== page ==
the vast majority of T cells respond to the MOG antigen. Naïve present in immune cells (Fig. 1E). Local concentrations of GABA
splenocytes of mice transgenic for the MOG TCR challenged in increase by a secondary effect of blocking GABAT, causing the
vitro with MOG 35-55 antigen proliferate and produce inflam- reversal of reuptake via the GATs, which exist in immune cells

matory cytokines. GABAergic agents added in vitro inhibit this (Fig. 1C). GABA is secreted in this manner via GAT-1 (22, 23).
effect in a dose-dependent manner (topiramate, Fig. 2A; vigaba- Although picrotoxin can block chloride channels other than
trin, Fig. S2). Affected cytokines included IL17 and IFNγ, pri- GABA-A-Rs, some of which are immunomodulatory (24), we
marily produced by T cells, and TNF, IL6, and IL10, which can be only saw significant effects of picrotoxin on cytokine production
produced by either T cells or antigen-presenting cells (APCs), such with manipulation of GABA signaling, not in vehicle-treated

Bhat et al. PNAS | February 9, 2010 | vol. 107 | no. 6 | 2581

Fig. 2. GABAergic agents act directly on APCs through the GABA-A-R and MAPK to suppress inflammation. (A) Naive splenocytes from C57BL/6 mice
transgenic for the MOG TCR were activated in vitro with 0–10 μg/mL MOG in the presence of vehicle or various concentrations of topiramate: 2 μm, 20 μM, or
200 μM. Data are shown as mean ± SD cytokine secretion (pg/mL) of duplicate cultures measured by ELISA and are representative of the range of con-
centrations tested (*P < 0.05; **P < 0.005). (B and C) Purified T cell cultures were activated with 0.1–1 μg/mL plate-bound α-CD3 and α-CD28. Proliferation
rates (B) and cytokine production (pg/mL) (C) were measured in the presence of vehicle, 200 μM topiramate, 100 μM gabaculine, or 100 μM muscimol. Data are
shown as mean ± SD of triplicates and are representative of the range of concentrations tested. (D) Peritoneal macrophages were purified from mice treated
with vehicle, vigabatrin (400 mg/kg per day), or topiramate (100 mg/kg per day) for 1 week and activated in vitro with LPS. (E) Peritoneal macrophages were
stimulated with 0–800 ng/mL LPS in the presence of the GABAergic agents in vitro, 20–200 μM topiramate, 500 μM vigabatrin, 10–100 μM muscimol, or 50–500
μM gabaculine, and for each GABAergic agent with 10–100 μM picrotoxin, the GABA-A channel blocker. For D and E, data represent IL-1β production (pg/mL),
mean ± SD of duplicate cultures (*P < 0.05; **P < 0.005) and are shown for a representative concentration. (F) Macrophages or T cells were purified separately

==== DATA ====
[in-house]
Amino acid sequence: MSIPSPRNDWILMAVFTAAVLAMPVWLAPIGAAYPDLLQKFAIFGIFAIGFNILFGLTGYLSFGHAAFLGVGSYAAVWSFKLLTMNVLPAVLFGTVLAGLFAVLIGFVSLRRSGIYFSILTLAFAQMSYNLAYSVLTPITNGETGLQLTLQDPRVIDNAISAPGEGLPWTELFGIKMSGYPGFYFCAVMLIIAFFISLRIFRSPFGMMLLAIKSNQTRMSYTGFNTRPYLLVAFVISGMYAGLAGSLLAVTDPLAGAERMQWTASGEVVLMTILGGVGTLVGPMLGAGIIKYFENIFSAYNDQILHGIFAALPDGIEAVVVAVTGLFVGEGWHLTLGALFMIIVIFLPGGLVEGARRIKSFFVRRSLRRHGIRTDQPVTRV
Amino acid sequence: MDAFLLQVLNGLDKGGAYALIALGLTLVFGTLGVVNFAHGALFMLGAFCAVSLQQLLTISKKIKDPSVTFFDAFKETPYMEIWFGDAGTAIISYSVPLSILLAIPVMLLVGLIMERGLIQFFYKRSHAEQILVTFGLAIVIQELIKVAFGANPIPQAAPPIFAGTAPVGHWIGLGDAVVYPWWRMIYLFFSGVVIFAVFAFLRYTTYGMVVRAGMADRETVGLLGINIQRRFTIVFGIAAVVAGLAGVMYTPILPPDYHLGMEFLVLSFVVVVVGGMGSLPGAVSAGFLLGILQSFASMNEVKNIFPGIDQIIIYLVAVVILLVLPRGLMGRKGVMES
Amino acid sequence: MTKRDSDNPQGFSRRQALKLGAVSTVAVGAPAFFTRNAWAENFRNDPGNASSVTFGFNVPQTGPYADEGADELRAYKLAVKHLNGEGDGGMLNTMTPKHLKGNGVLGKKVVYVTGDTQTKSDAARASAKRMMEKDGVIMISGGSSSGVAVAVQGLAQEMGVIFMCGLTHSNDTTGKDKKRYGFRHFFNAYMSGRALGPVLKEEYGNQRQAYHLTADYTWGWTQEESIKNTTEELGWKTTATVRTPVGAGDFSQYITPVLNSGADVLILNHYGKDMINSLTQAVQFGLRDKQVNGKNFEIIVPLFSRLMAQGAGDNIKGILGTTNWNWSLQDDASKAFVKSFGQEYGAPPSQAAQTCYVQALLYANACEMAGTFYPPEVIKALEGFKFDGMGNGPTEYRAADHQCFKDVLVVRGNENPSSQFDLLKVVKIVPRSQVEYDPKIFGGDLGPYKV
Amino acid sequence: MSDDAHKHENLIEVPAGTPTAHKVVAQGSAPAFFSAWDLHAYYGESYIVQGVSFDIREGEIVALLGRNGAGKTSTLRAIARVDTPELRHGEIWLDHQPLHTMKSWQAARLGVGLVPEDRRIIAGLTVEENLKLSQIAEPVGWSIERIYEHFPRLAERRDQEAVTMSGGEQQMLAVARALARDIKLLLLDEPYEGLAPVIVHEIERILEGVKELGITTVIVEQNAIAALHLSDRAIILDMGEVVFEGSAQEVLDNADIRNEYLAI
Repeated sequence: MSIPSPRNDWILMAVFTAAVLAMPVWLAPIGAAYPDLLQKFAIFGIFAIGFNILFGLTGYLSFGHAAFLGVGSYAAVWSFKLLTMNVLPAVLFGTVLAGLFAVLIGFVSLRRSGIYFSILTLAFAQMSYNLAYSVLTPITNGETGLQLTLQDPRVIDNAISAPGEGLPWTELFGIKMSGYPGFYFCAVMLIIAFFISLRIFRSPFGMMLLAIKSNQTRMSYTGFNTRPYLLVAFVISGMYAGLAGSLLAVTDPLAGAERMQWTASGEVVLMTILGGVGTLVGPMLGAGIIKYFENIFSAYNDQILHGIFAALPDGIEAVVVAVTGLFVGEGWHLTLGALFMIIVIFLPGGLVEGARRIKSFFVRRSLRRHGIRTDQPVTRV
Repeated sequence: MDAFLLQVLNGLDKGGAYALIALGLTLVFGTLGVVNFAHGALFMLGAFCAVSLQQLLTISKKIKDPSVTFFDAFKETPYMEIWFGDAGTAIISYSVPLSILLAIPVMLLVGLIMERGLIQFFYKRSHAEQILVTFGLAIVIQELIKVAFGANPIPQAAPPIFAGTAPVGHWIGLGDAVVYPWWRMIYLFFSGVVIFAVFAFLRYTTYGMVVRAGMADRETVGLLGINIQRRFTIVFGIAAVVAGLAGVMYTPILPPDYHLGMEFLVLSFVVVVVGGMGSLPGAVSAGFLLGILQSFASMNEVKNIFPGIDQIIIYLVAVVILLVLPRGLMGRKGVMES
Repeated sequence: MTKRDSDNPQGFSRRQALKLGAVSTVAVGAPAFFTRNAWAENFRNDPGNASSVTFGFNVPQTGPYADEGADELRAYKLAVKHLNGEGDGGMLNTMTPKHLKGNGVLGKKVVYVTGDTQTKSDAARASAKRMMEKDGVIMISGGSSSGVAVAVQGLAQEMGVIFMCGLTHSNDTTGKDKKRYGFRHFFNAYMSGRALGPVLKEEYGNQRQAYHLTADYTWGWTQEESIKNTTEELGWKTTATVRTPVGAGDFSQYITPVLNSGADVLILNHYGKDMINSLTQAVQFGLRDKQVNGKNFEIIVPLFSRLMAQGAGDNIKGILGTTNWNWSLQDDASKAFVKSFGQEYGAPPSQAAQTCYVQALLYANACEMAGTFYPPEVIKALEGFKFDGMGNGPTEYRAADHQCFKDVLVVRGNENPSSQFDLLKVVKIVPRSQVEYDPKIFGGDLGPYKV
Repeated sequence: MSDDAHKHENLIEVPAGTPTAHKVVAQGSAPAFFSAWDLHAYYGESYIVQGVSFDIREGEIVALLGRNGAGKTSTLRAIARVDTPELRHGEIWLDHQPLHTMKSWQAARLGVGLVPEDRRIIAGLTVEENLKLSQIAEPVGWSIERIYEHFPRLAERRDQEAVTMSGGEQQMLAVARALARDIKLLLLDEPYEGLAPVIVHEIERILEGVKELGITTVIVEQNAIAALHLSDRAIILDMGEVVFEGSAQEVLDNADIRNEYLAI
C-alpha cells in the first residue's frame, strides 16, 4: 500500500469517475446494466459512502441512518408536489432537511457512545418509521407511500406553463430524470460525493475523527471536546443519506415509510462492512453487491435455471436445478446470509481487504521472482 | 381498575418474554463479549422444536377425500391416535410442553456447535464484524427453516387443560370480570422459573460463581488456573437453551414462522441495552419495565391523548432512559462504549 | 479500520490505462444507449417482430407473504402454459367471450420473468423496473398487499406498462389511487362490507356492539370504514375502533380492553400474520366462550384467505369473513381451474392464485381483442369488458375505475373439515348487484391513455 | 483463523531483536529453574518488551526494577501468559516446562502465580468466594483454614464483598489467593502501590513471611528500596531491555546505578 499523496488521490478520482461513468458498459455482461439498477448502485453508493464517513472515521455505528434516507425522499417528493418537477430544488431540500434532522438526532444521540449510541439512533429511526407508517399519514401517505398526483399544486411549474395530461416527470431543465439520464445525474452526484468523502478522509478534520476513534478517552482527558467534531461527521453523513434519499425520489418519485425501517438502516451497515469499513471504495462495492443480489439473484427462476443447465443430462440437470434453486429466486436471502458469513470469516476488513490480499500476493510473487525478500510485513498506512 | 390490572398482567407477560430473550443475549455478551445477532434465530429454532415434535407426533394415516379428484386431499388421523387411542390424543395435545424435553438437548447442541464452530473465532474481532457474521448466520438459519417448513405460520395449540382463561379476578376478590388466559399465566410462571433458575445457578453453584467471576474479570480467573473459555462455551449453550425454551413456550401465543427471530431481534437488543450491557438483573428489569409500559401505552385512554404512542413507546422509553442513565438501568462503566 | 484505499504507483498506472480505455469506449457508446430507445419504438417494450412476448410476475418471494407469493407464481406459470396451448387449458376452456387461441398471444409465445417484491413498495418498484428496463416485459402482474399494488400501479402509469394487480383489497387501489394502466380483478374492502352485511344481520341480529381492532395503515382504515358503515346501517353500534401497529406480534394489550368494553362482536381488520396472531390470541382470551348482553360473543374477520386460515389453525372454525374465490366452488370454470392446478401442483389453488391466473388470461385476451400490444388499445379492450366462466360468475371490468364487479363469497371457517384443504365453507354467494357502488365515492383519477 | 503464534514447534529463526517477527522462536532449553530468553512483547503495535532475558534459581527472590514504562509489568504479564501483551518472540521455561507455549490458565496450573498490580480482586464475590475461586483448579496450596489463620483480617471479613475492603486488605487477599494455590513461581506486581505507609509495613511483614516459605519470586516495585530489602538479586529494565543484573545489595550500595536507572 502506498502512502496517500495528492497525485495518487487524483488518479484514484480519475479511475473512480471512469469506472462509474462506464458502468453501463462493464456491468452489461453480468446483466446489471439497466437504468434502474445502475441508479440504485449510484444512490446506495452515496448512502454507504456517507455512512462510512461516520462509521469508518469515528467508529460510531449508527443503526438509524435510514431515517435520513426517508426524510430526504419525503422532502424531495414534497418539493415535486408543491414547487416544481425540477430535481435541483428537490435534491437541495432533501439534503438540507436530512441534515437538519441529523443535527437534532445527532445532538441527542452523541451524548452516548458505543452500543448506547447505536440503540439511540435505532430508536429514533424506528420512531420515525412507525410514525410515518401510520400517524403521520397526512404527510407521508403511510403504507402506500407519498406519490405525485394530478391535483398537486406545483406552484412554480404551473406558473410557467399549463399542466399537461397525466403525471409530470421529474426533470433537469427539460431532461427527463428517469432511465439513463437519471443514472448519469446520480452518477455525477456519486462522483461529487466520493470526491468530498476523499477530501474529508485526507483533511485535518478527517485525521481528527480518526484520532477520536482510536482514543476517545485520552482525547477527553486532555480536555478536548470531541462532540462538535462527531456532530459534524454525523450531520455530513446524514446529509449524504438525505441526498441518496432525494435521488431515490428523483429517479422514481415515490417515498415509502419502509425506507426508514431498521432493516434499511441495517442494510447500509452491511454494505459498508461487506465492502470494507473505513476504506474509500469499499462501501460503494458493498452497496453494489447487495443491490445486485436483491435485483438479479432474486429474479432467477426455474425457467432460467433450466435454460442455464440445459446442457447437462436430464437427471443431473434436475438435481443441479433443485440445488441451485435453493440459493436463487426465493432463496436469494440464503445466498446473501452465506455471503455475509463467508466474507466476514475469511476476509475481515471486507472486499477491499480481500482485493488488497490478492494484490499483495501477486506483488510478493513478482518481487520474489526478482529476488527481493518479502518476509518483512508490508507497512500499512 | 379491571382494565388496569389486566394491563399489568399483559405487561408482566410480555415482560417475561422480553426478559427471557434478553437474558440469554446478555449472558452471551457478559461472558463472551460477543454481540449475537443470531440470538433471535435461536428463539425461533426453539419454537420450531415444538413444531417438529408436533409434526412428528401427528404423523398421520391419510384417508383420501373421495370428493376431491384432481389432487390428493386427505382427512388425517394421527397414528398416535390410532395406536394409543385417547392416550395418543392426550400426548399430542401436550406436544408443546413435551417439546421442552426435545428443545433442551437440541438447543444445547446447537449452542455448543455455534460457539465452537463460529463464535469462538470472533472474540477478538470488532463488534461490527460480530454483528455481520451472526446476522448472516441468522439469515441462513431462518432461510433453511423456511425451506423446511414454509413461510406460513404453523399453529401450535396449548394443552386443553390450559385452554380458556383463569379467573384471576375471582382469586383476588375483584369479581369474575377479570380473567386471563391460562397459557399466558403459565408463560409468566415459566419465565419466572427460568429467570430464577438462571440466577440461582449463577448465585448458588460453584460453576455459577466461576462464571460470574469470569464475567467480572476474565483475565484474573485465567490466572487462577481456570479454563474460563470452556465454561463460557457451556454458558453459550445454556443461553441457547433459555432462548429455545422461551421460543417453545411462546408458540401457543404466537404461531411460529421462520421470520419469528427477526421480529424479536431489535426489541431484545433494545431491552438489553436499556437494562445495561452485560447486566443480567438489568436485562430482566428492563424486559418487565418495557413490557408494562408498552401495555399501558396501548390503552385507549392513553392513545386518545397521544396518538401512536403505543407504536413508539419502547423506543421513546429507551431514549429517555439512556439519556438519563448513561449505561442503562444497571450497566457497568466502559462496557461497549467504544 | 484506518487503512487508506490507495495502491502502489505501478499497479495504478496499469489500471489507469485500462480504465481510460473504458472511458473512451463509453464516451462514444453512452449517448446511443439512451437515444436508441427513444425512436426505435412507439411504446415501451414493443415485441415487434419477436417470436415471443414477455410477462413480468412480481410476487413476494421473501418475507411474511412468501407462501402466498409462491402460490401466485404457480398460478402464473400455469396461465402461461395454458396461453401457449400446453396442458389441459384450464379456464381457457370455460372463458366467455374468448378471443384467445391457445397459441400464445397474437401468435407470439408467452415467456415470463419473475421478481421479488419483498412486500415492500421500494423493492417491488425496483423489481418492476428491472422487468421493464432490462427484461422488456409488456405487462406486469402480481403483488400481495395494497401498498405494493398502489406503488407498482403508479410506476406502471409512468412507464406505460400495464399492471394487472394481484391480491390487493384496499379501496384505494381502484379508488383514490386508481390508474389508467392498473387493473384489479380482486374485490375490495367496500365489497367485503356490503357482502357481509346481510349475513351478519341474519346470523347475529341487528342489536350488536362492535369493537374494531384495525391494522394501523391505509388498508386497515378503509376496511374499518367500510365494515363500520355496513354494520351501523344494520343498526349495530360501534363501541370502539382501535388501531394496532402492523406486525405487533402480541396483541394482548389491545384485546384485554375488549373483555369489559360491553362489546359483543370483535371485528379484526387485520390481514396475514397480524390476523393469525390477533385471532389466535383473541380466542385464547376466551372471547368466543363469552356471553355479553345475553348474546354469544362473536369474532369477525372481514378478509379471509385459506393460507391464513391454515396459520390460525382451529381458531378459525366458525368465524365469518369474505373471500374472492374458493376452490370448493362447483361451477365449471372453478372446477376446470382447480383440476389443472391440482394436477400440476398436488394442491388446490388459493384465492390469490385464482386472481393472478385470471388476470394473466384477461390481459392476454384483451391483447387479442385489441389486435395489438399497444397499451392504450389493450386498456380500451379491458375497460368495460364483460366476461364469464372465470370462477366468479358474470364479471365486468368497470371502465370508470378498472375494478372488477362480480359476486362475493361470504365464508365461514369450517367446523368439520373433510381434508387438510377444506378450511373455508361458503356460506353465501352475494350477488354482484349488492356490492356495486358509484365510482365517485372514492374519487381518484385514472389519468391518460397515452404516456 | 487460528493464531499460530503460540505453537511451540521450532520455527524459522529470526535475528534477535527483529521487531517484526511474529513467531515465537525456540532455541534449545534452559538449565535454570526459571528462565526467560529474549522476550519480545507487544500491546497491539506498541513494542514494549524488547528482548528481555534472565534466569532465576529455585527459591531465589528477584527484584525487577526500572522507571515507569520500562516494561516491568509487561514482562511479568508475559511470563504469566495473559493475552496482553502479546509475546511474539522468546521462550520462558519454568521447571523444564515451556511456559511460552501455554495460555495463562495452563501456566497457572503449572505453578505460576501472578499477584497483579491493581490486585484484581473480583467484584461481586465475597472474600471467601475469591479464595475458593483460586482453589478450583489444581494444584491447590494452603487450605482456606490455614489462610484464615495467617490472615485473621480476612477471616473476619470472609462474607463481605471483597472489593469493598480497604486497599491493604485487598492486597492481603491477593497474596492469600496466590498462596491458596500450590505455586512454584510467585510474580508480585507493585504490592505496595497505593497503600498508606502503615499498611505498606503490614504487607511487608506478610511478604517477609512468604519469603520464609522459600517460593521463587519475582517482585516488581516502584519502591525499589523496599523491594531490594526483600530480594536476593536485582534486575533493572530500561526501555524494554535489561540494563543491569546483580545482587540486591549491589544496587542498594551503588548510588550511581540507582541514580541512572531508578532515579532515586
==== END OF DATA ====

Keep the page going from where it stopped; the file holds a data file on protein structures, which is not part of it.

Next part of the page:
from MOG TCR transgenic mice treated with vehicle (−) or topiramate (+) (100 mg/kg per day) orally for 1 week. Macrophages and T cells were mixed
reciprocally and the culture stimulated in vitro with 0–20 μg/mL MOG. Cytokine production then measured shown as mean ± SD (pg/mL) of duplicate cultures
is representative of the range of concentration of MOG. *P < 0.05. (G) Peritoneal macrophages purified from mice treated as in D were stimulated in vitro
with LPS for various time points, as shown. Western blotting for the phosphorylated p44/42 MAPK and p38/ERK proteins was performed and compared with
nonphosphorylated forms and β-actin control.

cultures (Fig. 2E), suggesting that picrotoxin acted specifically to tionated splenocytes, we examined MOG-specific T cell activa-
reverse GABA effect of these agents. Although topiramate, tion when only macrophages or T cells were exposed to
muscimol, gabaculine, and vigabatrin each have different sets of topiramate. Macrophages were purified from topiramate- or
off-site and nonspecific effects, a common function is their vehicle-treated mice. In a reciprocal manner, they were cocul-
GABAergic activity. The similar effect of these agents on APCs tured in vitro with T cells expressing the MOG TCR purified
and reversal with picrotoxin in vitro support the conclusion that from topiramate- or vehicle-treated mice and challenged with
these drugs are working through the GABA pathway. MOG. Treatment of macrophages with topiramate diminished
To determine whether the GABAergic effect on APCs is production of IFNγ by T cells, and TNF (which can be produced
sufficient for the change in adaptive response seen in unfrac- by both macrophages and T cells) in co-cultures (Fig. 2F).

2582 | Bhat et al.

Treatment of T cells alone did not have this effect. Furthermore, peptide proteolipid protein (PLP) 139-151 to induce EAE. In this
in cultures in which both macrophages and T cells were taken EAE model, immunization engenders a characteristic syndrome
from topiramate-treated animals, treating the T cells produced no of ascending paralysis, starting with tail paralysis and progressively
additional effect. involving the hind and fore limbs and then the brain. When
MAPKs are involved in later steps of GABA-A-R signaling GABAergic agents were started at the time of immunization, they
and are critical in the immune response (25–28). MAPKs prevented and delayed EAE onset and decreased severity of
interact with immunomodulators such as signal transducer and symptoms in a dose-dependent manner (Fig. 3A and Fig. S4;
activator of transcription molecules that up-regulate cytokine quantified in Table S1). Control and treatment groups were killed
genes in APCs, and specifically, p38 MAPK can increase tran- at the end of the experiment (day 37) and brains and spinal cords
scription of IL6 and IL1β, and p44/42 MAPK affects IL6 (29). examined histologically. There was a significant decrease in
Because GABAergic agents decreased the production of these number of parenchymal inflammatory foci (Fig. 3 D–F and Fig. S5;
cytokines in APCs (Fig. 2E and Fig. S3 A and B), we hypothe- quantified in Table S1). Recently, T helper cell Th1 and Th17